A new book lends credence to the idea that America's suburban utopias are eroding, and it points to Atlanta as a prime example. Atlanta ranked fourth — slotted between Colorado Springs (No. 3) and Grand Rapids, Mich. — on a list of cities that saw substantial growth in suburban poverty between 2000 and 2010. Brookings researcher Elizabeth Kneebone, who co-wrote Confronting Suburban Poverty in America, attributes the rise to a variety of factors, including increased diversity in America's suburban populations and the gentrification of cities, notes the Huffington Post. Honing in the focus, Atlanta magazine provides a thoughtful, local perspective. For decades, more people have called suburban Atlanta home than the city itself — makes sense, because there's way more people out there — but by 2010, 87 percent of the region's poor people lived in the 'burbs. The number of poor in the city has held steady.
The magazine boils the issue down to the common root of Atlanta ills — transit. "On average, a poor person in the suburbs can only reach 18 percent of Atlanta's jobs," the report reads. "What's worse, those commutes can take up to ninety minutes each way." Two more interesting stats culled form the book: In metro Atlanta, two-thirds of jobs are located within a ten-mile radius of downtown; and in the last five years, the suburbs have seen a dramatic 25 percent increase in the number of "poor" students.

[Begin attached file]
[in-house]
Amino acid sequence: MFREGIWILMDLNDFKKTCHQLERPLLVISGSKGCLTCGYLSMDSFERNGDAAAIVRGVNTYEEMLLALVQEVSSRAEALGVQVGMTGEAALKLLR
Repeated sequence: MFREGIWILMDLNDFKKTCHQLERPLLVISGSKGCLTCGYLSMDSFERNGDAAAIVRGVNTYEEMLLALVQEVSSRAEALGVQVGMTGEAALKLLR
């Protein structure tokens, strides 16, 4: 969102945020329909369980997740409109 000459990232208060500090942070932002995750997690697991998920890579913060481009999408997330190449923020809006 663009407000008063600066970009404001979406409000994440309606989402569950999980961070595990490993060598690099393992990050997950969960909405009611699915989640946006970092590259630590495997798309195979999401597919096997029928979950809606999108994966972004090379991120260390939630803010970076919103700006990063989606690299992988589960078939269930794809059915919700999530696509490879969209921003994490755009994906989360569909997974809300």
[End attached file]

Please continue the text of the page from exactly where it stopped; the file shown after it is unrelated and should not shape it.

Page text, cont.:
Other studies have shown that, in Atlanta, the number of 25-to 34-year olds with four-year college degrees or higher swelled by 61 percent between 2000 and 2009. But the population boost enjoyed by other cities didn't materialized here. Why?
The unimpressive population growth might not be because people weren't moving to Atlanta, but because some people, blindsided by an economic collapse, moved out. The demolition of public housing — and high-vacancy rates in struggling neighborhoods hit hard by foreclosures and mortgage fraud — is thought to have played a significant role.
· Atlanta No. 4 for suburban poverty growth [Atlanta magazine]
· Developer: "Millennials Have Spoken ... And They Prefer Urban!" [Curbed Atlanta]